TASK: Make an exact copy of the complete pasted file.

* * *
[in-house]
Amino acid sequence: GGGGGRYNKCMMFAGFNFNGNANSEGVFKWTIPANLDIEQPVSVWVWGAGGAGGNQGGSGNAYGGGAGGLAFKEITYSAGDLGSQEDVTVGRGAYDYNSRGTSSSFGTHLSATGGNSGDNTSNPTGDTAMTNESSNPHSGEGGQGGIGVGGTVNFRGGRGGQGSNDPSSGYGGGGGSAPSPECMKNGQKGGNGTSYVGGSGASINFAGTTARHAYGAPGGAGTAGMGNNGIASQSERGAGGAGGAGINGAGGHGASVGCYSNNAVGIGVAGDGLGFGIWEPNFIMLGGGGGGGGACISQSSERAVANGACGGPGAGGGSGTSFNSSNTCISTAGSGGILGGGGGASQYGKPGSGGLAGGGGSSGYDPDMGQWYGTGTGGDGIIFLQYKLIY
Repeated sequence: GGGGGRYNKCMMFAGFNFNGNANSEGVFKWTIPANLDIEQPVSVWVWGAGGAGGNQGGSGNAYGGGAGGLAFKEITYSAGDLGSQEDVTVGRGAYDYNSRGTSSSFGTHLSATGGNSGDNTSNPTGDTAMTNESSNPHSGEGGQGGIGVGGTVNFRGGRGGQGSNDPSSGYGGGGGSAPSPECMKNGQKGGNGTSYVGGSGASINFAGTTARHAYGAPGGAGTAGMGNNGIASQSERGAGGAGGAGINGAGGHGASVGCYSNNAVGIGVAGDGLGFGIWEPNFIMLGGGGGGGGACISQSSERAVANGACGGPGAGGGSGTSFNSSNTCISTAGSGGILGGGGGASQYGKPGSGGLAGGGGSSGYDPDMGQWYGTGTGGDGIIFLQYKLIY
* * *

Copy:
[in-house]
Amino acid sequence: GGGGGRYNKCMMFAGFNFNGNANSEGVFKWTIPANLDIEQPVSVWVWGAGGAGGNQGGSGNAYGGGAGGLAFKEITYSAGDLGSQEDVTVGRGAYDYNSRGTSSSFGTHLSATGGNSGDNTSNPTGDTAMTNESSNPHSGEGGQGGIGVGGTVNFRGGRGGQGSNDPSSGYGGGGGSAPSPECMKNGQKGGNGTSYVGGSGASINFAGTTARHAYGAPGGAGTAGMGNNGIASQSERGAGGAGGAGINGAGGHGASVGCYSNNAVGIGVAGDGLGFGIWEPNFIMLGGGGGGGGACISQSSERAVANGACGGPGAGGGSGTSFNSSNTCISTAGSGGILGGGGGASQYGKPGSGGLAGGGGSSGYDPDMGQWYGTGTGGDGIIFLQYKLIY
Repeated sequence: GGGGGRYNKCMMFAGFNFNGNANSEGVFKWTIPANLDIEQPVSVWVWGAGGAGGNQGGSGNAYGGGAGGLAFKEITYSAGDLGSQEDVTVGRGAYDYNSRGTSSSFGTHLSATGGNSGDNTSNPTGDTAMTNESSNPHSGEGGQGGIGVGGTVNFRGGRGGQGSNDPSSGYGGGGGSAPSPECMKNGQKGGNGTSYVGGSGASINFAGTTARHAYGAPGGAGTAGMGNNGIASQSERGAGGAGGAGINGAGGHGASVGCYSNNAVGIGVAGDGLGFGIWEPNFIMLGGGGGGGGACISQSSERAVANGACGGPGAGGGSGTSFNSSNTCISTAGSGGILGGGGGASQYGKPGSGGLAGGGGSSGYDPDMGQWYGTGTGGDGIIFLQYKLIY